But Kill la Kill has a sense of humor about even that. It’s really aggressive fan-service, but it feels more in line with 80s and 90s stuff, which would often be lame, but was more rarely creepy. It also feels like, for once, there’s some gender parity to it, although they introduce that stuff really gradually. At least in the context of the show it’s about characters rejoicing in their bodies. I like that a lot. Although, at this point, I feel the message is less “women shouldn’t be repressed by social mores that decide what their bodies should look like!” and more “anime fans should get to like stuff with boobs in it even though other people say they can’t!”
Mostly, I enjoy that everyone gets to have fun, instead of the show being about “No! No! If you’re not into lolicon vampire maids then you WAIT IN THE CORNER.” It’s not a show couched in weird emotional bondage, about characters who can’t express their feelings (often because they’re in love with their cousin, or a child). It’s not about characters who, when descended upon, scream “No no no!” and cringe, and whine, but secretly you know they actually want it, or at least, we know that the audience actually wants it this way. Shows predicated around characters saying “No!” are gross. Kill la Kill is a show that says yes, no matter what the question is, or who’s asking it. This is the best joke in the series to date:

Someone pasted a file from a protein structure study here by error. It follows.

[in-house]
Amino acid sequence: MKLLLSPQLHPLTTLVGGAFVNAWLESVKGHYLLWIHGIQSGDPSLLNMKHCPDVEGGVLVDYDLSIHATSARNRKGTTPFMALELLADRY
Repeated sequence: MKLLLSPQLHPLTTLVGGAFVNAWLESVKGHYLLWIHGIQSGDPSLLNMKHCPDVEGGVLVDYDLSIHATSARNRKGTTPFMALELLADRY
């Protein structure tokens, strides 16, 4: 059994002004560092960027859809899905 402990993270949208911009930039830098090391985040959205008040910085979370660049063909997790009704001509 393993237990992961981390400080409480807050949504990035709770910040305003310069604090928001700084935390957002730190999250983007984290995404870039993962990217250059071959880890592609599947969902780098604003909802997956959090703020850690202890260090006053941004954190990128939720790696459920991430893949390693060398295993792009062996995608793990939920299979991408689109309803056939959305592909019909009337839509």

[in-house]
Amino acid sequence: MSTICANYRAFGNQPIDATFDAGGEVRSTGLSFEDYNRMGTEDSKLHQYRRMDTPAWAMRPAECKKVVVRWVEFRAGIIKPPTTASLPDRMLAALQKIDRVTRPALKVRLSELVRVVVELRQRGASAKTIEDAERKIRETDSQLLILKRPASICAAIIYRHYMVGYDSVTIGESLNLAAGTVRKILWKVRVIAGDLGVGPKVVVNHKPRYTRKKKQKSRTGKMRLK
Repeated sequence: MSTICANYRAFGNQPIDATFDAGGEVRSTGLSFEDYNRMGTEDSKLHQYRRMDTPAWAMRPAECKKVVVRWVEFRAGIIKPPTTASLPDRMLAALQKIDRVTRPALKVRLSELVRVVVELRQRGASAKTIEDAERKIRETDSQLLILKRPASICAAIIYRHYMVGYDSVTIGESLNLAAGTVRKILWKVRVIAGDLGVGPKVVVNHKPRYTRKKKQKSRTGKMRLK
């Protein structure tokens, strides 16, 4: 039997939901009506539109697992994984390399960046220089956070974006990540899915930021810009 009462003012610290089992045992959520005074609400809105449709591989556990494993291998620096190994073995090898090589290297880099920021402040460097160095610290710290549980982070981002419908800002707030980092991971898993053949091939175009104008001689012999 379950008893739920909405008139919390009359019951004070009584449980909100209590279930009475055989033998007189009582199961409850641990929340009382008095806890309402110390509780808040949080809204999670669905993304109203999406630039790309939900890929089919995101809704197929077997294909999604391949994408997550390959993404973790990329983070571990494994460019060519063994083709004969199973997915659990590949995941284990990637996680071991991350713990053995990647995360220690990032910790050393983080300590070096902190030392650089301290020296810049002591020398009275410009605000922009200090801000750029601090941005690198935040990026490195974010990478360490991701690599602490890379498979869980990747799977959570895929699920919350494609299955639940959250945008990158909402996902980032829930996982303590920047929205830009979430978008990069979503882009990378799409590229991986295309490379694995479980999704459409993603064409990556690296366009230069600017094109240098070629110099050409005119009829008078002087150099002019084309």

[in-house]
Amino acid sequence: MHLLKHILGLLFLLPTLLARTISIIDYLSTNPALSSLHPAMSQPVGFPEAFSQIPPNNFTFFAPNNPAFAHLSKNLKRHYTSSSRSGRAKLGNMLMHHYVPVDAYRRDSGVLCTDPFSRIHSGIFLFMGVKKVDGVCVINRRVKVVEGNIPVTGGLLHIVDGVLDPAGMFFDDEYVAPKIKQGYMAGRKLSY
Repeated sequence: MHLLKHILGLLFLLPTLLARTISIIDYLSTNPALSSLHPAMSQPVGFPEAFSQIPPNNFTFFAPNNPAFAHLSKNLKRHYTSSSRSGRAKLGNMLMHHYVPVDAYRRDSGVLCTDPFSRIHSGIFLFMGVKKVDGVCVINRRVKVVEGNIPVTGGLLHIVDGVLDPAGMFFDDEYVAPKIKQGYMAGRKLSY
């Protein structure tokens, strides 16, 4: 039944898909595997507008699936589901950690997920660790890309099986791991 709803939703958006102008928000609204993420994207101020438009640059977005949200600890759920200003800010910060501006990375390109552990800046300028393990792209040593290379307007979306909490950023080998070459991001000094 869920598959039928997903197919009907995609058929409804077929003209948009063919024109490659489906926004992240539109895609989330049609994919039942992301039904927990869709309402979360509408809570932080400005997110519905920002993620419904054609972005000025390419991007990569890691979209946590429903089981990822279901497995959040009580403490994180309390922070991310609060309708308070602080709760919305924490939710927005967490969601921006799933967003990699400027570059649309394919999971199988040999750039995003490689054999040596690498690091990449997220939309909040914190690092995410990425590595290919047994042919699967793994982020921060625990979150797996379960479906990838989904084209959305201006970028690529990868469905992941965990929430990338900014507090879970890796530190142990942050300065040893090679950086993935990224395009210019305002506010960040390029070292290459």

What’s really great about it is it’s totally gradual, and the show never really calls attention to it; she’s just peeping on his bone throughout the whole conversation. As Kotaku taught us, the best comedy is that which is unexpected.
(i’m sorry for thinking that article)
Kill la Kill has an overabundance of verve. I like things that are excited about themselves.